Getting prepared for divorce in the summer

Couples in Ohio may find that the extra togetherness of the summer season makes existing problems even more apparent. This is one reason that divorces tend to go up during the summer months. Extra family time due to vacations and children being home from school may make it obvious that a marriage is not working out. Even more, the transitional period of the summer, while kids are not in school and even a move will not disrupt the educational year, may make a divorce less logistically challenging than at other times of the year.

According to one study, divorces tend to peak every year in August and March, closing the summer and following the holiday season. Other experts said that January, with the turn of the new year, is also a significant month for elevated divorce rates. However, they advise that preparation can be important for people to emerge successfully from the end of a marriage. Divorce is about ending a legal and financial relationship as well as a personal and emotional one. Therefore, it can be particularly important for both spouses to understand the couple's full financial situation when considering the impact of ending a marriage.

Dividing student loan debt in a divorce

Student loan debt is a major issue for many people in Ohio. The cost of college attendance has gone up dramatically in recent decades, and many reports have covered young people delaying marriage, children or home-buying due to their large student loan burden. Divorce can be a financial challenge for people in any situation; the long-term effects of divorce can linger for years after the practical and romantic issues have been wrapped up. As a result, many people may be concerned about how student loans will be dealt with when property is divided in a divorce.

In many cases, people came into the marriage with their student loan debt already in place. Generally, these debts will be considered separate property in a divorce, and the person who received the education will remain responsible. The situation can be more complex when people take out their student loans after they are already married. Debt accumulated after marriage is often considered shared by both parties, especially if both also received benefits from the additional education. As Ohio is an equitable distribution state, student loan debts acquired after marriage are not necessarily divided equally between the parties.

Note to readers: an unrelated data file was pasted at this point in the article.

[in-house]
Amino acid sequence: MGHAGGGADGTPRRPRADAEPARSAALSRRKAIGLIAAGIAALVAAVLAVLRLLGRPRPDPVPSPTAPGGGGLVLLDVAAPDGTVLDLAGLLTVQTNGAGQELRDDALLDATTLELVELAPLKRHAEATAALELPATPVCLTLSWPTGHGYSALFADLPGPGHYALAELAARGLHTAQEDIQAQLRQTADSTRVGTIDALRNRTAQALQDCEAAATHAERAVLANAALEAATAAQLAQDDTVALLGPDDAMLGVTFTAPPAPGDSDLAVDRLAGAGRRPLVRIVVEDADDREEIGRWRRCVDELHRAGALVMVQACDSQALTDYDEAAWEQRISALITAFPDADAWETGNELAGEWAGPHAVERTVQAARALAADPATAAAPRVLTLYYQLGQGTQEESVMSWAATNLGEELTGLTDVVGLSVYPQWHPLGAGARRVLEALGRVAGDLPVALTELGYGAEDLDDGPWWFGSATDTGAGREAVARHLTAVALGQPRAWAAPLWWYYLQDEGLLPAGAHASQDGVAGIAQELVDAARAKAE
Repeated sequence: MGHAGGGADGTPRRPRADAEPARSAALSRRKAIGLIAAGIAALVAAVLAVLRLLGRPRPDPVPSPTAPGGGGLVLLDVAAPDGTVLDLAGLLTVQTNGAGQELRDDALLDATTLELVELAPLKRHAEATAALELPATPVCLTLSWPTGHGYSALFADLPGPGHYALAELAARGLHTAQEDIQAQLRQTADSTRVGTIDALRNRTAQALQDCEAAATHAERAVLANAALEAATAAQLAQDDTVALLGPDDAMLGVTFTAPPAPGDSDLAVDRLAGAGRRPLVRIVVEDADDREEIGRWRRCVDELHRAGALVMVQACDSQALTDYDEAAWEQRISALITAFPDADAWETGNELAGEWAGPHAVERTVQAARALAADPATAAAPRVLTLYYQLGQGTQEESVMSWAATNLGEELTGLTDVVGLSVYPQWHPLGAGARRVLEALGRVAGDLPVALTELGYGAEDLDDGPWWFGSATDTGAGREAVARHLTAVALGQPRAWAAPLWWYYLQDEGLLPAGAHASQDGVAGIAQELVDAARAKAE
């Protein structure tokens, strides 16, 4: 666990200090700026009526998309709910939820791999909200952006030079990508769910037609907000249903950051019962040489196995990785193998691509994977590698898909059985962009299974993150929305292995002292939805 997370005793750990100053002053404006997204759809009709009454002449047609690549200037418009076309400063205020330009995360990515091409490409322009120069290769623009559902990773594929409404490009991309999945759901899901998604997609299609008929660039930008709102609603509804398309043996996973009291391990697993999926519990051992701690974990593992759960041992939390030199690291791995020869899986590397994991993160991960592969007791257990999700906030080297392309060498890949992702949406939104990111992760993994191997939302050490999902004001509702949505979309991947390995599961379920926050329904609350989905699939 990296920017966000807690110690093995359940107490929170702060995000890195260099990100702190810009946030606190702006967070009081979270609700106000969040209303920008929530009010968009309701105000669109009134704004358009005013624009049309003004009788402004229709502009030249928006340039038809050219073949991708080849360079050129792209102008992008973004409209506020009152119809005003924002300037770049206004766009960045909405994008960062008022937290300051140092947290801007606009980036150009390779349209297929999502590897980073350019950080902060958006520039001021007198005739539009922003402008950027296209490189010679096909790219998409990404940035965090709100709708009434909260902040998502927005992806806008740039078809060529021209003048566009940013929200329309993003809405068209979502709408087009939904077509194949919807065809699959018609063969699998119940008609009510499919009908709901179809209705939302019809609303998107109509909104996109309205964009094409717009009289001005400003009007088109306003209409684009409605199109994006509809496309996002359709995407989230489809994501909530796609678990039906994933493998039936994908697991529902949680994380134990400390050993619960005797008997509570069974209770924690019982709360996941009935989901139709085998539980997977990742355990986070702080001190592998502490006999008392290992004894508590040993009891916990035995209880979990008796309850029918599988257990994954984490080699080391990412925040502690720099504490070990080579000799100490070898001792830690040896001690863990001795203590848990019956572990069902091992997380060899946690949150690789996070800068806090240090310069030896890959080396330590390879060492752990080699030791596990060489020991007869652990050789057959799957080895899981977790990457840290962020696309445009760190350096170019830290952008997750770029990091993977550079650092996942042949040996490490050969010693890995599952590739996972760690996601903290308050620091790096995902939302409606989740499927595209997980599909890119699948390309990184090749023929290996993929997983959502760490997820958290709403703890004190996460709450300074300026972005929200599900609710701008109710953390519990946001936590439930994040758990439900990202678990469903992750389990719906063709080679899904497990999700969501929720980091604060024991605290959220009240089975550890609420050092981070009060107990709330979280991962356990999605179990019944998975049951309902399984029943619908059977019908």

Same-sex marriage and divorce: The legal impact

If you are in a relationship with a person of the same sex, there may come a point when you consider marriage. While you may have some concerns about tying the knot, there are a variety of legal benefits associated with doing so.

Here are some of the many things to keep in mind regarding same-sex marriage and divorce:

  • Children: Your status as a couple affects your legal rights in regard to your relationship with your children. For example, if you're married, both individuals have the same rights and responsibilities. And if you divorce, issues regarding custody, visitation and support are handled in the same way as any married couple.
  • Property rights and division: As an unmarried couple, the person who acquires the property is the person who owns it. However, things change when you get married, as joint ownership of property comes into play. Comparing the pros and cons of marriage, as it pertains to property rights and property division, will help you decide what's best for your situation.
  • Impact on estate planning: Estate planning is a big part of marriage, as it allows you to address key issues such as who will receive your property upon your death and what will happen to any minor children should you and your spouse pass on. Estate planning allows you to take legal steps for dealing with any potential issues, such as those concerning parental rights or the distribution of assets.
  • Government benefits: The government provides a variety of benefits to married couples, such as those associated with Social Security. However, if you remain unmarried, these never come to light. It's not the only reason to get married, but it's something to strongly consider.

How divorce can impact a business and its owner

A divorce may have a variety of impacts on a business owner. This is partially because a company may represent an Ohio resident's biggest asset and primary source of income. During divorce settlement talks, how to divide assets and determine how much a person makes are often major points of contention. In some cases, it can be hard to differentiate between personal and corporate assets because of the company's size and ownership structure.

The Tax Cuts and Jobs Act allows a business owner to label some income as a return on investment as opposed to wages. This could make a business more valuable while reducing the amount used to calculate spousal and child support payments. An independent appraiser may be able to determine how much a company is worth as well as create a breakdown of its expenses. However, any documents that he or she uses to come to a conclusion should be kept confidential.